I would add that if their pellets are a bit soft but they are off their food and fluffed up in the corner then I would not wait 24 hours they should go to the vet immediately.
Ears should be checked on a regular basis. They can get inner ear infections but I have to say that I have found this quite rare. Obviously if they hold their head to one side or seem in some discomfort then a trip to the vet is necessary.
Ears do get very waxy and will need weekly cleaning. See Guinea pig care. Never insert anything into their ears as this can be dangerous.
Behind the ears is a bald patch, which is quite normal. Many people having seen this bald patch have contacted me thinking their guinea pig has a skin problem. Rest assured this is quite natural.
Guinea pigs produce a milky liquid which is quite normal and is usually wiped away with grooming.
Cataracts are mentioned above.
Guinea pigs do get eye injuries either from having straw or very coarse hay as bedding, hence why these should never be used. When there is an eye injury there is usually a cloudy patch in part of the eye, I would recommend a trip to the vet for drops to stop any infection.
Sometimes a piece of hay can get into the back of the eye. I pull back the eyelid to see if I can see any foreign objects, if a small piece of hay can be seen as long as you are very gentle a cotton bud can be laid against it and it will stick to the bud. DO NOT STICK THE BUD INTO THE EYE. If you are not confident with this then please leave it to the vet to removed.
Any other signs of infection, crustiness or discharge should be a trip to the vet.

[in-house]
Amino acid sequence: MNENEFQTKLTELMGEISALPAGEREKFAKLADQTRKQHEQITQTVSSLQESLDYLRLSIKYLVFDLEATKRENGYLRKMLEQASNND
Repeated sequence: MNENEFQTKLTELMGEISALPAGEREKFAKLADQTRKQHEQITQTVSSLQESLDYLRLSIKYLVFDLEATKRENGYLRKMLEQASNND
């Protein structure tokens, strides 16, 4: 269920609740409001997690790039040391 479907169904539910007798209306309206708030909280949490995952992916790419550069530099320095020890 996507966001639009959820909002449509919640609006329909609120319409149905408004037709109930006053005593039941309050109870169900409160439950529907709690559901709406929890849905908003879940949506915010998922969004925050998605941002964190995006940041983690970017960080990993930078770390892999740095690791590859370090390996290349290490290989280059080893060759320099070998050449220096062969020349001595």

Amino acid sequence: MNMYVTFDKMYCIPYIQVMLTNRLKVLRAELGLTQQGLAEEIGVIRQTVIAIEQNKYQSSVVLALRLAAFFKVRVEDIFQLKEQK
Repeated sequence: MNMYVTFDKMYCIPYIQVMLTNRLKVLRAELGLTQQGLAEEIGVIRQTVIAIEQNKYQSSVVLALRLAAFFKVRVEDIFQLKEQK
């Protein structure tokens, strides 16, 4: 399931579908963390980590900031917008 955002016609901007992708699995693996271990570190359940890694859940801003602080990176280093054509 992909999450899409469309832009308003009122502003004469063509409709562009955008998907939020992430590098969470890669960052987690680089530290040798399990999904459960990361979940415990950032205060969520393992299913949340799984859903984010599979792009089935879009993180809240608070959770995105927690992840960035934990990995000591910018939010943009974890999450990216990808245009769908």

Some guinea pigs have what is called fatty eye. Its when the bottom eyelid droops (like a bloodhound). This is normally quite harmless and can be genetic, it is also often found in overweight guinea pigs. No treatment is needed unless the eye becomes infected which is very rare.
When a guinea pig becomes ill and is off its food or has had teeth problems and you are trying to get them to eat again you will need to syringe feed them.
Firstly the sick guinea pig should be treated by a vet and then it will be down to you to make sure they eat. Guinea pigs quite easily just give up eating when they are ill so it is imperative that you syringe feed them until they are eating on their own.
I have read many websites and books about this but I have found the most successful way for me is to soak guinea pig pellets ie Excel, Wagg Optimum, in cooled boiled water. When the mixture has cooled it should be watery enough that it will syringe easily. Critical Care is very good for sick guinea pigs but mine never seem to like the taste so I add this to the dried food mix.
I usually wrap them in a towel and syringe a small amount at a time into the side of their mouth. This can be quite messy so when you have finished you will need to clean them up and make sure they are dry to save them getting sores under the chin area.
On many websites and books it tells you the amount they need to eat to maintain or even gain weight, I personally find it very difficult to give them that amount at one time. I tend to syringe feed them hourly with a couple of mls or so every time. This seems to keep them stimulated and doesnt pump them full of food and make them more uncomfortable than they already are.